Jordan B Peterson Talks to Heather MacDonald on Her New Book. Dr. Jordan B. Peterson and Heather Mac Donald break down her new book, “When Race Trumps Merit,” detailing how the West has bizarrely adopted discriminatory practices in our institutions all in the name of wokeness. Heather Mac Donald is the Thomas W. Smith Fellow at the Manhattan Institute, a contributing editor at City Journal, and the 2005 recipient of the Bradley Prize. Mac Donald received a BA from Yale University, an MA from Cambridge University, and a JD from Stanford University. Her work has covered a range of topics, from higher education and immigration to policing and race relations. Mac Donald's writing has appeared in publications such as the Wall Street Journal, Washington Post, and New York Times. She is the author of several critically acclaimed books, including “The Diversity Delusion” and the New York Times bestseller “The War on Cops.” Watch this interview at- https://youtu.be/ZkXJojxSE0U In the Name of Wokeness: Institutionalized Racism | Heather Mac Donald Jordan B Peterson 6.88M subscribers 409,287 views Apr 20, 2023 The Dr. Jordan B. Peterson Podcast Watch Jordan Peterson's "Vision & Destiny" on DW+ https://bit.ly/3KrWbS8 Peterson draws upon his extensive research and relatable real-life experiences to illustrate how to develop attainable goals for intimate relationships, meaningful friendships, and your career. Transform the chaotic potential of the future into actuality — with a vision. Dr. Peterson's extensive catalog is available now on DailyWire+: https://bit.ly/3KrWbS8 - Sponsors - ExpressVPN: Get 3 Months FREE of ExpressVPN: https://expressvpn.com/jordan Moink: Get FREE bacon in your first Moink order today! http://www.MoinkBox.com/JBP - Links - For Heather Mac Donald Order your copy of “When Race Trumps Merit” today! https://www.amazon.com/dp/1956007164 Twitter https://twitter.com/HMDatMI - Chapters - (0:00) Coming up (1:36) Intro (2:20) Ethics and hiring criteria (5:21) The technical definition of merit (6:51) A book written out of rage (8:40) Nepotism and dynasty (10:01) Presumed racism, faulty alternatives (17:27) Cognitive ability and the merit index (20:53) The bell curve, meeting the distribution (25:13) The US military, sub-83 (26:10) Founders rhetoric (27:21) This discourse is predominantly driven by race (31:05) Relevant factors (35:20) The Perry preschool experiment, verbal environments (36:47) The best predictor for your child's IQ (39:38) Destructive underclass cultures (45:16) A screeching halt in civil rights (48:04) Becoming a plausible mate, future orientation (49:11) Why we grow up (56:06) Functional values (59:26) How the left defines poverty (1:02:40) Conscientiousness (1:03:51) Bad solutions, the lapse of no-excuses charter schools (1:07:36) Post George Floyd guilt (1:10:50) The alternative explanation for disparity (1:15:10) Research priorities (1:16:34) Proportionality is impossible (1:18:13) Why we developed the SAT's (1:19:11) Excellence is a fundamental human ambition (1:19:40) China is ruthlessly meritocratic (1:22:59) The only requirement of a scientist (1:27:07) The awe of human expression (1:30:32) The racism format and the double standard (1:31:53) The failure of fine art curators, re-emergence of Cane (1:38:07) An excuse for ignorance (1:39:14) Haidt, science behind proclivity and depression (1:43:28) The feminization of the university // SUPPORT THIS CHANNEL // Newsletter: https://mailchi.mp/jordanbpeterson.co... Donations: https://jordanbpeterson.com/donate // COURSES // Discovering Personality: https://jordanbpeterson.com/personality Self Authoring Suite: https://selfauthoring.com Understand Myself (personality test): https://understandmyself.com // BOOKS // Beyond Order: 12 More Rules for Life: https://jordanbpeterson.com/Beyond-Order 12 Rules for Life: An Antidote to Chaos: https://jordanbpeterson.com/12-rules-... Maps of Meaning: The Architecture of Belief: https://jordanbpeterson.com/maps-of-m... // LINKS // Website: https://jordanbpeterson.com Events: https://jordanbpeterson.com/events Blog: https://jordanbpeterson.com/blog // SOCIAL // Twitter: https://twitter.com/jordanbpeterson Instagram: https://instagram.com/jordan.b.peterson Facebook: https://facebook.com/drjordanpeterson Telegram: https://t.me/DrJordanPeterson All socials: https://linktr.ee/drjordanbpeterson #JordanPeterson #JordanBPeterson #DrJordanPeterson #DrJordanBPeterson #DailyWirePlus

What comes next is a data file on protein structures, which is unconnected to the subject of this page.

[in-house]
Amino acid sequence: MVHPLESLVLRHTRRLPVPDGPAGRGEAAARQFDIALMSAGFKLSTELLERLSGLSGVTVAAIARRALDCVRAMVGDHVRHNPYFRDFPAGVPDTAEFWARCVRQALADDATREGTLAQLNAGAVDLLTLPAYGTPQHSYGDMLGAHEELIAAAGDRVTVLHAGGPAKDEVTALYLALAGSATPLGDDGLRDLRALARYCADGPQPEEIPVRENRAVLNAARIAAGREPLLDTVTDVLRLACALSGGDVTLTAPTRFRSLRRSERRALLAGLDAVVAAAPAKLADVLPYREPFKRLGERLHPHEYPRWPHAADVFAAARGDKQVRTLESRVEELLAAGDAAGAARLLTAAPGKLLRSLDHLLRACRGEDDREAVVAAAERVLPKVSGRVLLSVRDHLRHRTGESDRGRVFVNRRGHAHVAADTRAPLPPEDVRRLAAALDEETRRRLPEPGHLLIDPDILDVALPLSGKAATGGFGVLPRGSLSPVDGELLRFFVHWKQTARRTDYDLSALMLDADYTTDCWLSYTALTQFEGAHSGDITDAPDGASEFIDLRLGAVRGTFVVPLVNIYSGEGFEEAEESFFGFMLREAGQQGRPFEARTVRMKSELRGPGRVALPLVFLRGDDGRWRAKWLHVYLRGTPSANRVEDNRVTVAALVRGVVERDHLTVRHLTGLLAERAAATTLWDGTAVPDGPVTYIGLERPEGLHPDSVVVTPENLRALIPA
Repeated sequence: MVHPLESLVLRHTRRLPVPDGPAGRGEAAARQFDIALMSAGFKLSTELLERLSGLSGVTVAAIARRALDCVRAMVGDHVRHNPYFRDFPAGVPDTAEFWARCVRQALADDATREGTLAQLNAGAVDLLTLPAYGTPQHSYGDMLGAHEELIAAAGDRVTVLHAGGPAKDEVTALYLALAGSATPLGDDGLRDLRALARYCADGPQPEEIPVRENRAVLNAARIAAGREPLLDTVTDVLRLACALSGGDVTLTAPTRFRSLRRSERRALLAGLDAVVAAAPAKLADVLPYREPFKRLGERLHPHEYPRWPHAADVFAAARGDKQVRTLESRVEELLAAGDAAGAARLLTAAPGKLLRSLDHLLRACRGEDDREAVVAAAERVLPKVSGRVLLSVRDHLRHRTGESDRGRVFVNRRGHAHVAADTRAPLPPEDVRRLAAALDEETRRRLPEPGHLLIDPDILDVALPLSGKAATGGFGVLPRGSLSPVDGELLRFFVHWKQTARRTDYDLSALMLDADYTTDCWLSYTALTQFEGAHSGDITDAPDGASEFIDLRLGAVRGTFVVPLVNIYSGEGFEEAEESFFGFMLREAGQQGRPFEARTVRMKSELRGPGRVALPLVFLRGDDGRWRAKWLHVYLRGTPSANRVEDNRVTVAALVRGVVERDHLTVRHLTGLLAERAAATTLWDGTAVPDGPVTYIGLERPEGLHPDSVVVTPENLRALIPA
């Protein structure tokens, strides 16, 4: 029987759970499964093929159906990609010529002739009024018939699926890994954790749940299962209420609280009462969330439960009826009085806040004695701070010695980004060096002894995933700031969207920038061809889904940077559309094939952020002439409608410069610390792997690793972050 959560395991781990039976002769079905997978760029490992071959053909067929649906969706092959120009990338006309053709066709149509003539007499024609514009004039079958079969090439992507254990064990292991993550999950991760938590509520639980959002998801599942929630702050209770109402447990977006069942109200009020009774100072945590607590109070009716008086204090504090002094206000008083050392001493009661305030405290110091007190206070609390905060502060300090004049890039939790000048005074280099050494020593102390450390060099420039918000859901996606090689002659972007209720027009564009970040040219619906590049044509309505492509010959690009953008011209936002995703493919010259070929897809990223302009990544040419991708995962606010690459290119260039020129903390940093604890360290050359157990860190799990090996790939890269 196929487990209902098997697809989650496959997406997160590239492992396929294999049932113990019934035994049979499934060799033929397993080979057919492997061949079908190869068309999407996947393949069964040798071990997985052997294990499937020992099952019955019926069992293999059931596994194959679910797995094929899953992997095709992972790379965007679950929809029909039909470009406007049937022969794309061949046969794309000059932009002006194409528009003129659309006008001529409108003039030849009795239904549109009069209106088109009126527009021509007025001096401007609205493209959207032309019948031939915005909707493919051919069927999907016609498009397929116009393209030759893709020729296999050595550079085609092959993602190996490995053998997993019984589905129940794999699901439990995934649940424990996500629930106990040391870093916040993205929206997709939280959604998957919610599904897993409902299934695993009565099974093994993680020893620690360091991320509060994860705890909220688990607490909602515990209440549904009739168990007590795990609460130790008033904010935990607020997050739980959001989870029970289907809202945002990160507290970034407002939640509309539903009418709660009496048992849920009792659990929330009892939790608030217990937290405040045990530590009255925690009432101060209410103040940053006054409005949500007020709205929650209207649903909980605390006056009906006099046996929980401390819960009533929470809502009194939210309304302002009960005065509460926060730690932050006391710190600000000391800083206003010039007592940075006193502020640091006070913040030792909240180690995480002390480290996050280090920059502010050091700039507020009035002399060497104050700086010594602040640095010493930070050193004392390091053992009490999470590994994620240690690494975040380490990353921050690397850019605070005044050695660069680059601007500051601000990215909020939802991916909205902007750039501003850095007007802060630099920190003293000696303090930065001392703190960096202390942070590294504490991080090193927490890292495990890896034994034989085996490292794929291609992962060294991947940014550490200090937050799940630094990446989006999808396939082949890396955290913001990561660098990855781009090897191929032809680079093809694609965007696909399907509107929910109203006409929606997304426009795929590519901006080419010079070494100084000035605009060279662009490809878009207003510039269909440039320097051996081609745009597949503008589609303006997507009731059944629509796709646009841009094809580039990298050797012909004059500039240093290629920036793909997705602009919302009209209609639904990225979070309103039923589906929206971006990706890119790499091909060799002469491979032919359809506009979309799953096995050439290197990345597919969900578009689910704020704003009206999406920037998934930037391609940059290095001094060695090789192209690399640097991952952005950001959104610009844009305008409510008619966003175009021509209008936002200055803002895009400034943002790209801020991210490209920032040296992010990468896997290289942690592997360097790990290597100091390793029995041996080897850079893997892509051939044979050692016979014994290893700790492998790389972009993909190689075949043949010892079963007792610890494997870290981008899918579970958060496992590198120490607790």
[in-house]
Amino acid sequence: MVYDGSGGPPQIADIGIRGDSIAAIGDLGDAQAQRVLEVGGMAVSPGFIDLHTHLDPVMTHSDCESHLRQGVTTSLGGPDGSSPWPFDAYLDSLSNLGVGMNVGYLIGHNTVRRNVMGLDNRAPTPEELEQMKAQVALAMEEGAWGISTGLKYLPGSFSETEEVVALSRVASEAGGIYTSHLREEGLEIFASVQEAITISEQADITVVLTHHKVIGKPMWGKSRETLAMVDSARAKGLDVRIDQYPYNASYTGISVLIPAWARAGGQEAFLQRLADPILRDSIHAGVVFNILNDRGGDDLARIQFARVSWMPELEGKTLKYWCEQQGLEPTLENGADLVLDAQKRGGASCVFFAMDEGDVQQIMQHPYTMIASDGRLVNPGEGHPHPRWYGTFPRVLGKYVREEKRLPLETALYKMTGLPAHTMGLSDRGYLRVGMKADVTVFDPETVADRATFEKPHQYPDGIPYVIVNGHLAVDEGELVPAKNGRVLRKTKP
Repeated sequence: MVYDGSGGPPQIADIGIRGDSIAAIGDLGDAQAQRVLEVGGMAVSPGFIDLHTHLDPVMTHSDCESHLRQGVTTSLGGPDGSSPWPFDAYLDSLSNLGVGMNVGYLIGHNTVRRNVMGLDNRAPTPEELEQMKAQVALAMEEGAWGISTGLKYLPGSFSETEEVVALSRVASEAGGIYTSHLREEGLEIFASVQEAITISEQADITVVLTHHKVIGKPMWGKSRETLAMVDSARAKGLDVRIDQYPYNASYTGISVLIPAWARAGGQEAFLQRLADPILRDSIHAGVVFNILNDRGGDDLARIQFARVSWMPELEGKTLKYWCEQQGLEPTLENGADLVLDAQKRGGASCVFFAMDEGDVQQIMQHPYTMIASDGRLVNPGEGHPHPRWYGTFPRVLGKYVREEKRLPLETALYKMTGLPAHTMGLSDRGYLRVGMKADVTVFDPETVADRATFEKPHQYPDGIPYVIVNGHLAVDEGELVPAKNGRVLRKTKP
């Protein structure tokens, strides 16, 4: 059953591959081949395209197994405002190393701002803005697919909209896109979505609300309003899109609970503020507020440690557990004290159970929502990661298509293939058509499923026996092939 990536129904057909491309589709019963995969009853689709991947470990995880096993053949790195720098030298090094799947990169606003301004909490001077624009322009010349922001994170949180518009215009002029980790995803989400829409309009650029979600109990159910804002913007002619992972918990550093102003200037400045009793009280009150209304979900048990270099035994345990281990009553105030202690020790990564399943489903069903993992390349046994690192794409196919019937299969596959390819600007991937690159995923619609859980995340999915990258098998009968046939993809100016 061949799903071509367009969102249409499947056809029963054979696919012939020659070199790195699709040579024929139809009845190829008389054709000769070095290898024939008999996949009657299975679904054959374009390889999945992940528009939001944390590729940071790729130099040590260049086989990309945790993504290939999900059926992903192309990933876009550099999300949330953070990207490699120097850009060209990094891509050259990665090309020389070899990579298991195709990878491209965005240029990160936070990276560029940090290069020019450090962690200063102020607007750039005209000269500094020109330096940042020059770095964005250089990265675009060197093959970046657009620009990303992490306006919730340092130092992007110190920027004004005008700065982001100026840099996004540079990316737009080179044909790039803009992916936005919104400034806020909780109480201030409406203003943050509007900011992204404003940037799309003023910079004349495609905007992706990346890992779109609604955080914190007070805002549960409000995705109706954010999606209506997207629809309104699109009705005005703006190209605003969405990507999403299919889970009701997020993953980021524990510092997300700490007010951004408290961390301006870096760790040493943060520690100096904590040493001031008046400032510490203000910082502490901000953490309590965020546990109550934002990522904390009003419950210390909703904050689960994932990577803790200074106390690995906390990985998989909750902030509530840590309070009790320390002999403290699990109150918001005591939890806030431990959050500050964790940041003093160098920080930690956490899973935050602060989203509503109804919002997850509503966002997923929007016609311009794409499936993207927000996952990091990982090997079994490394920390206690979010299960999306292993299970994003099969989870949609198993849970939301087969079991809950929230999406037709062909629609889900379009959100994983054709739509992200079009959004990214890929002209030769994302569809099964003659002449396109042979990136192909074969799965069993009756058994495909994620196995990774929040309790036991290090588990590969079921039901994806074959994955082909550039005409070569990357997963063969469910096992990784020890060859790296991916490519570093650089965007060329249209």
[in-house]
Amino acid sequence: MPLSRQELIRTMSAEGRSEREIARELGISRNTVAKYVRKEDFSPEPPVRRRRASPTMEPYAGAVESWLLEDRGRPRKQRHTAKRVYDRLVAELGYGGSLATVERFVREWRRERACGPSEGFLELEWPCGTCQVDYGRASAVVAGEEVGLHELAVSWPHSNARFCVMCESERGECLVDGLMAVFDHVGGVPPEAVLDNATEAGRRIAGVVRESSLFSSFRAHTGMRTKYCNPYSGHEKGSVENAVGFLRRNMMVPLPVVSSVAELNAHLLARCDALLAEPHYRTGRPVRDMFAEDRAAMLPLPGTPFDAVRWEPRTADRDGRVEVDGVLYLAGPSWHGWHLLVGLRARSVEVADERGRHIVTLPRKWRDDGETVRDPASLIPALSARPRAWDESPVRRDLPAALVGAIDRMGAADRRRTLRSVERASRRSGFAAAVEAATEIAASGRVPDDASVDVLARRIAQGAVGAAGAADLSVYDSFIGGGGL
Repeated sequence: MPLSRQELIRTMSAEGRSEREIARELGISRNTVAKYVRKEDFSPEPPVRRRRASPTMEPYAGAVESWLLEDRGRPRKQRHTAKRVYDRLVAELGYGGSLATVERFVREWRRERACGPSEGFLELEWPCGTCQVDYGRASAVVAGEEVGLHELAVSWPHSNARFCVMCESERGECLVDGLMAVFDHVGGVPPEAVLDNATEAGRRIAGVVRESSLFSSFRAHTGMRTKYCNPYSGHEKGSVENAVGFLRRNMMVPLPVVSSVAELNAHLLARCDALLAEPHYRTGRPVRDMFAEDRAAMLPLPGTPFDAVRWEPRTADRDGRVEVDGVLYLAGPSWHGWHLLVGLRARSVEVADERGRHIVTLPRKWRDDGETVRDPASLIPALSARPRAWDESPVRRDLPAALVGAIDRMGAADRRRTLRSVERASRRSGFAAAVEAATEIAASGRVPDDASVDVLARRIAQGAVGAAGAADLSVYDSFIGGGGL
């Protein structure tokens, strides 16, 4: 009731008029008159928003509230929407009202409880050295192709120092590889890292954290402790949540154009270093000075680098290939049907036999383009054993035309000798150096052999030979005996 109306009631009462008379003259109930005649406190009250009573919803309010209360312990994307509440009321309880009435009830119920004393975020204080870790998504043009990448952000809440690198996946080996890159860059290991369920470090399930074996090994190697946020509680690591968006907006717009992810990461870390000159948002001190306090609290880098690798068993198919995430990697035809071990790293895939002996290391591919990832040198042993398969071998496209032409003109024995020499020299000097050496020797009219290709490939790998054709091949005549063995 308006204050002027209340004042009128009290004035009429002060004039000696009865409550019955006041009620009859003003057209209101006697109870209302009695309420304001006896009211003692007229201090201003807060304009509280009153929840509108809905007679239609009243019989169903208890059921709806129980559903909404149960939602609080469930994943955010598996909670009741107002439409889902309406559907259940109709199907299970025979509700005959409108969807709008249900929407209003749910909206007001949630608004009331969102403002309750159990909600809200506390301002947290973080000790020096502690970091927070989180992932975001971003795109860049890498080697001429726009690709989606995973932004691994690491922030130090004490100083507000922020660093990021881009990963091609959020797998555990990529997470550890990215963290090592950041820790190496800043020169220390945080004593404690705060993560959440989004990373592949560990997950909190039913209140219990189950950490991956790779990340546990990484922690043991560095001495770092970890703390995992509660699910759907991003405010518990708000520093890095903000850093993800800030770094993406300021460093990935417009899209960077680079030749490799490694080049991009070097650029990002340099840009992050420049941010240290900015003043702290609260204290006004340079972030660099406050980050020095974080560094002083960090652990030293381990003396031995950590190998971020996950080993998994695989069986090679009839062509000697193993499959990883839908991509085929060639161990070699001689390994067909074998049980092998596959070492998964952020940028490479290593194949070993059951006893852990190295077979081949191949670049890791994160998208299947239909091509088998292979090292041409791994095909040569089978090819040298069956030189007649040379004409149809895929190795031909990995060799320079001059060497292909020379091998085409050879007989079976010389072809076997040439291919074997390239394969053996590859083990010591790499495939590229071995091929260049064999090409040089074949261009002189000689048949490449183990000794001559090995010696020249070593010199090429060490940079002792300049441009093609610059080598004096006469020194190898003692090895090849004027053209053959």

“On these hills, where everywhere were rolling skulls, skeletons, and decaying body parts, Baron Ungern used to like to go to rest.” — Quote from one of Roman von Ungern-Sternberg's officers“Look at [Europe's] past full of fire and blood and the vicious, savage struggle of man against God. The West has given man science, wisdom, and power, yet it has also brought godlessness, immorality, treason, the abnegation of truth and goodness. There, in the West, the destruction of entire empires has begun. Whole nations are being led to their deaths.” — Roman von Ungern-Sternberg“The Baron's soldiers had spent a desperate winter struggling to live off an alien landscape, and the last time any of them had been in a city was a year or more ago. They were veterans of two of the most brutalizing wars in history, they were led by a madman, and they had very little prospect for the future. They went berserk…” — James Plamer“This is the product of someone suffering from megalomania and a thirst for human blood” — Admiral Kolchak commenting about Roman von Ungern-Sternberg's writingsA recurring thread in History on Fire episodes is my soft spot for individuals who are mildly mentally deranged, but have something lovable about them. Today, thaqt thread doesn't quite apply. The subject of our story gets an A+ in mental derangement (nothing mild about that), but is severely lacking in the lovable department. The man is a fascinating character—no doubt. But fascinating in the way Vlad the Impaler or Darth Vader or Walter White are. This series is a tale of insanity and bloodshed. It's the story of a monster consumed by his love of warfare, a defender of monarchy in an age of revolutions, a bloodthirsty killer who took delight in persecuting Russian Jews, a soldier in both WW I and the Russian Civil War, an independent warlord who ended up riding at the head a multi-ethnic horde and conquered Mongolia. He is Baron Roman Nikolaus Maximillian Freiherr von Ungern-Sternberg, better known as the Bloody White Baron. In this episode, we follow the second life of his life, including his conquering the Mongolian capital, and his deadly showdown with Bolshevik authorities.